CNET también está disponible en español.

Ir a español

Don't show this again

Tech Industry

Golden parachute for Iomega's Edwards

Documents show that Iomega's former CEO received a severance package worth nearly $800,000 last year, although the company lost $54 million in 1998.

Iomega's former CEO received a severance package worth nearly $800,000 last year, although the company lost $54 million in 1998, according to documents filed with the Securities and Exchange Commission.

Kim Edwards--who was ousted as CEO and president of the struggling storage maker after disagreements with the board--still received a severance package worth nearly $800,000 in 1998.

Since the demise of rival Syquest last year, Iomega is the only major player in the removable storage market for computers. Still, the company has struggled to turn a profit, as analysts question the strategy of selling high-profit disks for low-margin drives.

Edwards, who resigned last March, received $500,000 in cash and 40,000 options valued at $295,000. The company also extended Edwards a $5 million loan with an interest rate of 5.7 percent. The loan is to be paid back in five, $1 million annual installments starting this April 15. The loan is secured by Edwards' Iomega shares.

During Edwards' time at the helm, Iomega was criticized for selling more products, including its popular Zip removable drives, than it could support. The company was criticized for product flaws, such as the so-called Click of Death and for a spotty record in honoring rebates.

Edwards resigned on March 25, 1998. During the months that he worked at Iomega last year, he earned $150,000. He also cashed in 2.9 million shares, valued at $19.3 million.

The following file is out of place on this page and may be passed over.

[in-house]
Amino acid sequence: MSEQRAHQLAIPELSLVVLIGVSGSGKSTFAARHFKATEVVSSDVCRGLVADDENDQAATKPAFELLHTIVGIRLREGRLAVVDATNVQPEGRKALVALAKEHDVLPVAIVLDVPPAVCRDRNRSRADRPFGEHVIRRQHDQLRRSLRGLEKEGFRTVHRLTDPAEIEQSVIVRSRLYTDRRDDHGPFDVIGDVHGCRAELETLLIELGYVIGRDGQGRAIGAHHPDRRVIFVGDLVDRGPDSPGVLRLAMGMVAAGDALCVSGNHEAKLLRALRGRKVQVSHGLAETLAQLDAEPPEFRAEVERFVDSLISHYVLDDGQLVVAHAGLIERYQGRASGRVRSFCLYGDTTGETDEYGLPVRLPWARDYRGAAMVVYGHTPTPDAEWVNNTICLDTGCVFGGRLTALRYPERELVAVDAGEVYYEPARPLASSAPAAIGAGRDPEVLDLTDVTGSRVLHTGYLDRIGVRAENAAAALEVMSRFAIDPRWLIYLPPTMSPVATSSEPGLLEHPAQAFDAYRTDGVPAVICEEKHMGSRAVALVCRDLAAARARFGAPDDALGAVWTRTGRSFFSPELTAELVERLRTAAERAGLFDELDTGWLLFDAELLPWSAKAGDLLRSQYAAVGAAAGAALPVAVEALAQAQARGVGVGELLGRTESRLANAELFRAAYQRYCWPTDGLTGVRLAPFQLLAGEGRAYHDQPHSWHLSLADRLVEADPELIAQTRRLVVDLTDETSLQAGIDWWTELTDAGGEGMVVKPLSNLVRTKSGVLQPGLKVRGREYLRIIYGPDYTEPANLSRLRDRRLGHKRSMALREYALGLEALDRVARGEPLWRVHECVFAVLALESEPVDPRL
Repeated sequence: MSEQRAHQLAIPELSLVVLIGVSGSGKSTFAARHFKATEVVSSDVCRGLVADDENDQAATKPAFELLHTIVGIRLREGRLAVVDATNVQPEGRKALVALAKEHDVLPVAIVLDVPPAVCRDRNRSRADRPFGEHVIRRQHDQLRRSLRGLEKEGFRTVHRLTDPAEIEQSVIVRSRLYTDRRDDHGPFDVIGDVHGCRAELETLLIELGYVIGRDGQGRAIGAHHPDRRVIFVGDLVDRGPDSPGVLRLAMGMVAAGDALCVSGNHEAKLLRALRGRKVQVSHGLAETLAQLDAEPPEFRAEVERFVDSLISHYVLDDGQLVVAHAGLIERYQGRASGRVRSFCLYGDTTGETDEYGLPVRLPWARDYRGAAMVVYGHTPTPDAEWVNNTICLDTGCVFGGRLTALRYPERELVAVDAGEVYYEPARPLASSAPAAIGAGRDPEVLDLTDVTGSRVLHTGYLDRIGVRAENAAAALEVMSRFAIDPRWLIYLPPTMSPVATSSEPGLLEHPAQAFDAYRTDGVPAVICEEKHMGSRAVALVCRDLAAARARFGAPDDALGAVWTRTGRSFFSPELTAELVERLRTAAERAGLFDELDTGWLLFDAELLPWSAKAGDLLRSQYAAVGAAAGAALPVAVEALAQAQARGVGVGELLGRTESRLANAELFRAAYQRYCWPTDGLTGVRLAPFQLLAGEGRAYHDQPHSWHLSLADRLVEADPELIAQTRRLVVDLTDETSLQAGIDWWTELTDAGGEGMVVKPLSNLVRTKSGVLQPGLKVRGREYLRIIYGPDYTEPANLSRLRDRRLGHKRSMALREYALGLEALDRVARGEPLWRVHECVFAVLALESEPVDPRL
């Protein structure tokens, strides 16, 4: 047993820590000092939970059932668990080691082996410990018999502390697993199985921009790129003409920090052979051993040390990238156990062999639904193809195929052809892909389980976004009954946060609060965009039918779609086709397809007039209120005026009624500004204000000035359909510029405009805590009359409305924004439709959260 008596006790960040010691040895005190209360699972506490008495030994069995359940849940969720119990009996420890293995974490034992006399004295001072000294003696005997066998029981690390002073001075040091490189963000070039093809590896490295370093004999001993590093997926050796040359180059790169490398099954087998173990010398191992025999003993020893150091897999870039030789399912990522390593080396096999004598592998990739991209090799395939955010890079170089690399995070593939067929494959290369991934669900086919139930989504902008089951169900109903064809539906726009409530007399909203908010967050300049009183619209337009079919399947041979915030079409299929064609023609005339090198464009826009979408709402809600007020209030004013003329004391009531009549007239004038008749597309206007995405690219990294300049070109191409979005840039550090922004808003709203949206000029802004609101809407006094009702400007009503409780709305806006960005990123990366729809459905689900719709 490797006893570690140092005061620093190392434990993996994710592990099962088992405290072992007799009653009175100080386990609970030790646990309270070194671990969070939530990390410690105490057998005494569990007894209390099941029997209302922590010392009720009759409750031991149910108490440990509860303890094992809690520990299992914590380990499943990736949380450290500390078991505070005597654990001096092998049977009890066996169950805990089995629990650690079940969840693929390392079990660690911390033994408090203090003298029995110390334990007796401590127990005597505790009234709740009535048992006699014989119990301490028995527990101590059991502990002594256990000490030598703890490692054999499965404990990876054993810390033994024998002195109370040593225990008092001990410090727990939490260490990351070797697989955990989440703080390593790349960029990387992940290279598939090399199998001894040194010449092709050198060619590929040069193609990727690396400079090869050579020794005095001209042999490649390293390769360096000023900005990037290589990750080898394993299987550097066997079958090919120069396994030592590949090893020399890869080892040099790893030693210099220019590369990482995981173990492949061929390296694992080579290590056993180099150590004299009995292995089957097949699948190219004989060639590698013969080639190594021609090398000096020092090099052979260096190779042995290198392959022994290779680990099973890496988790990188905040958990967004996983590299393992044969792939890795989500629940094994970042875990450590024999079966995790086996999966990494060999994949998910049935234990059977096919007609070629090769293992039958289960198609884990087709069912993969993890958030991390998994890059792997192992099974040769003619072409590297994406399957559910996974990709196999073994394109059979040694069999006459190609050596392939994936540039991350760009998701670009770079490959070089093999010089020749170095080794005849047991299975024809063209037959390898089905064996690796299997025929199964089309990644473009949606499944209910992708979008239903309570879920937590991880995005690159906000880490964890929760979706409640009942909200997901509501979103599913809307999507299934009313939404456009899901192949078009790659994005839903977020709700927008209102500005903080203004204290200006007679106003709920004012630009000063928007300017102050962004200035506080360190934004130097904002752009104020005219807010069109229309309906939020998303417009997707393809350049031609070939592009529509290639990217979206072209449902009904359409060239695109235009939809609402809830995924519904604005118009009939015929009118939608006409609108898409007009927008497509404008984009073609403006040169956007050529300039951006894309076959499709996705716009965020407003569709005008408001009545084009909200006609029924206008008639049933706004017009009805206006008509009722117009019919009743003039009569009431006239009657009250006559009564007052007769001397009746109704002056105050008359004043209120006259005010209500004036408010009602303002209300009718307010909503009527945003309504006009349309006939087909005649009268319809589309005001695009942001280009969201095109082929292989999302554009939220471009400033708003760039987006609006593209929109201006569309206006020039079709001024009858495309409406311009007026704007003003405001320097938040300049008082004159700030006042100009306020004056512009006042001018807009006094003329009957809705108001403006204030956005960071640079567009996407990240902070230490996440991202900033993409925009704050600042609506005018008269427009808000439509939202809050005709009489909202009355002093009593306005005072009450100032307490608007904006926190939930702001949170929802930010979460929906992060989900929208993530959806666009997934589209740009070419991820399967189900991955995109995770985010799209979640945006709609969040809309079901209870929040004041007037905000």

Edwards was replaced by James Sierk, a board member who took over as president on an interim basis. Sierk, who joined Iomega from Rockwell Automation, took home no salary last year, but received more than 60,000 shares of stock, worth $420,000.

Jodie Glore, who replaced Sierk as the permanent CEO in October, earned $110,000 in base salary and a bonus of $210,769. In addition, he received 2.1 million options, valued at $5.4 million based on a 5 percent appreciation.

Glore's employment contract calls for him to earn a base salary of $600,000 in the current fiscal year, and a bonus equal to 100 percent or more of his base salary.

Iomega reported earnings of 7 cents per share in the fourth quarter, the first profitable quarter last year. Still, quarterly income dropped 47 percent year over year, from $36.1 million to $19 million.

Edwards was not the only Iomega executive to walk away last year. Fred Forsyth, who held the position of president and general manager of the professional products division, and Ted Briscoe, executive vice president and chief marketing officer, both announced they were leaving the company at the end of 1998.

Forsyth took home $414,423 in base salary with a $124,327 bonus, according to the filing. He also received 250,000 stock options. Briscoe received a base salary of $306,154 in 1998, with an $88,385 bonus and 250,000 stock options. These compensation packages apparently do not include any severance pay.

Iomega could not be reached for comment.